There is a notion across North America that good bobwhite quail hunting is gone for the average bird hunter. I disagree.
For the past 25 years, I have focused my bobwhite quail hunting on the prairie states. Iowa, Missouri, Nebraska, Kansas, Texas and Oklahoma all have the potential for high-quality population numbers, so it’s just a matter of gathering updated information to decide how, when and where best to hunt.
Midwest bobwhite hunting can be done with a professional guide, working out of a lodge or on land open to the public, Being a traveler with numerous bird dogs, I prefer public access programs or state and federal public lands to hunt.
The latitudinal range of the bobwhite is immense. Hunting quail in the Midwest northern tier is different than in the southern reaches of the United States. In addition to the climate differences, the habitat and landscape changes within the bobwhites’ world revise the hunting dynamic. Thus, whatever latitude one chooses to hunt, success depends on keen ecological observation of the birds’ habits and habitat within that environment.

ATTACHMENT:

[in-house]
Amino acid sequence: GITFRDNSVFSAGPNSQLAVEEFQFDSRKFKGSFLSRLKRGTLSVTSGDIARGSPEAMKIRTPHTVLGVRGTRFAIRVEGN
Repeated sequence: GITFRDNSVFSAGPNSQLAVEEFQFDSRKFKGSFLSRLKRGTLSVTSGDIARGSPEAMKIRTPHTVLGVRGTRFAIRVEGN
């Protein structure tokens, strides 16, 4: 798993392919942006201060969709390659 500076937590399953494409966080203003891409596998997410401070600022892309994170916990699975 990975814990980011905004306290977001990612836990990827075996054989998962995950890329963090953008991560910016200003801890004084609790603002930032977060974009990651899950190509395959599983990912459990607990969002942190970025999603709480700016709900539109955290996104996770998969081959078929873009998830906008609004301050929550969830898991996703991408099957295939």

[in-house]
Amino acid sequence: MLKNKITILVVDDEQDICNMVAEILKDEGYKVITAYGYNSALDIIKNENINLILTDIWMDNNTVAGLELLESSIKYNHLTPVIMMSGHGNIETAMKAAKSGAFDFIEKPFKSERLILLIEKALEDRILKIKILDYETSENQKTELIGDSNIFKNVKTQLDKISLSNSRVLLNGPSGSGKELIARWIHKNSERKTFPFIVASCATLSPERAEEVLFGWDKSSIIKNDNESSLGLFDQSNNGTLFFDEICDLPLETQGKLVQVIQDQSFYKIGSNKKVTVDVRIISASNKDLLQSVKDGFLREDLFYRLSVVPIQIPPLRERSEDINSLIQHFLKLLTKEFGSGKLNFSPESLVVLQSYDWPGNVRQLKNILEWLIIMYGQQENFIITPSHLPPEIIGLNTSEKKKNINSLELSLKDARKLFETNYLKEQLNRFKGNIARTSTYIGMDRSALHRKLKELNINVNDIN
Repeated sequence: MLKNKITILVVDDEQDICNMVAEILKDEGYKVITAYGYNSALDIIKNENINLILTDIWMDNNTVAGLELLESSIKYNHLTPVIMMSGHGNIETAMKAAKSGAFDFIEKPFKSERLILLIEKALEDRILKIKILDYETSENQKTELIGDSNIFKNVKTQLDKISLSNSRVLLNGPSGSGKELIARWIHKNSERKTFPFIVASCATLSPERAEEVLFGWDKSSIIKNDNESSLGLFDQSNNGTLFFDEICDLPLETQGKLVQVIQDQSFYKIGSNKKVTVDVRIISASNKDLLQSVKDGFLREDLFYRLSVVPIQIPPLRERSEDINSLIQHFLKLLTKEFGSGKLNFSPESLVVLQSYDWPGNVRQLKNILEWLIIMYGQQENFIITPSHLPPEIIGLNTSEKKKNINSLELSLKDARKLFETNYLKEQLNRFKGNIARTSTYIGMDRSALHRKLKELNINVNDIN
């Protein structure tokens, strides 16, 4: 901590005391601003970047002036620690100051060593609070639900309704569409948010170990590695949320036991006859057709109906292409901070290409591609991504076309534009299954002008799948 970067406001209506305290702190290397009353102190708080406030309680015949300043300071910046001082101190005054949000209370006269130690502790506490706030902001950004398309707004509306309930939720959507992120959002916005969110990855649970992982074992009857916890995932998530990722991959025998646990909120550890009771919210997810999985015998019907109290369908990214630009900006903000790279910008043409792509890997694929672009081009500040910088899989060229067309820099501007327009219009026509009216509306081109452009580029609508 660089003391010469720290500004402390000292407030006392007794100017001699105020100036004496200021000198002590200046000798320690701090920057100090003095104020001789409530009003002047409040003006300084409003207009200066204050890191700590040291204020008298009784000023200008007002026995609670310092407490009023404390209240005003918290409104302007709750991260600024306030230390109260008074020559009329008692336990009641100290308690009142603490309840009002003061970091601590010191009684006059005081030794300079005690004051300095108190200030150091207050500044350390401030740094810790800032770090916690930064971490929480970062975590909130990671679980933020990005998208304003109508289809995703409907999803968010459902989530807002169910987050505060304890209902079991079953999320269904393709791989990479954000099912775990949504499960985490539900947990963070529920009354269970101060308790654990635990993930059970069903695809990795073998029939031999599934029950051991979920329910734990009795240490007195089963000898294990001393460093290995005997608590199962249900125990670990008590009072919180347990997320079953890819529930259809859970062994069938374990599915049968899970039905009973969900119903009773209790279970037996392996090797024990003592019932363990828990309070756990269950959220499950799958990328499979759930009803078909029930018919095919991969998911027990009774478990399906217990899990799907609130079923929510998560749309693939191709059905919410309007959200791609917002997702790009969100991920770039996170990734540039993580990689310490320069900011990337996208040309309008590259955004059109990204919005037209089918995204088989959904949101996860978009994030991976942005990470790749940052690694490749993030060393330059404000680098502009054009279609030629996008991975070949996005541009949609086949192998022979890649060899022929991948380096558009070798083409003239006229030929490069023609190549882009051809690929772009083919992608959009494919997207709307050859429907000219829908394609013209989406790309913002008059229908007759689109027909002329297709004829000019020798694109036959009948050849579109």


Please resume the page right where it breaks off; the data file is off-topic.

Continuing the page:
The way of most Midwestern bobwhite hunters is the “boots on ground” approach, walking hard behind pointing dogs, shooting wilds birds using a automatic or pump shotgun, hunting the singles after the flush and driving in a pickup, bone tired. As in the South, Midwest quail hunting is also a tradition, but the ground game differs in style from place to place. Take, for example, a Kansas hunt I made a few years ago.
That day, it was relaxed with…
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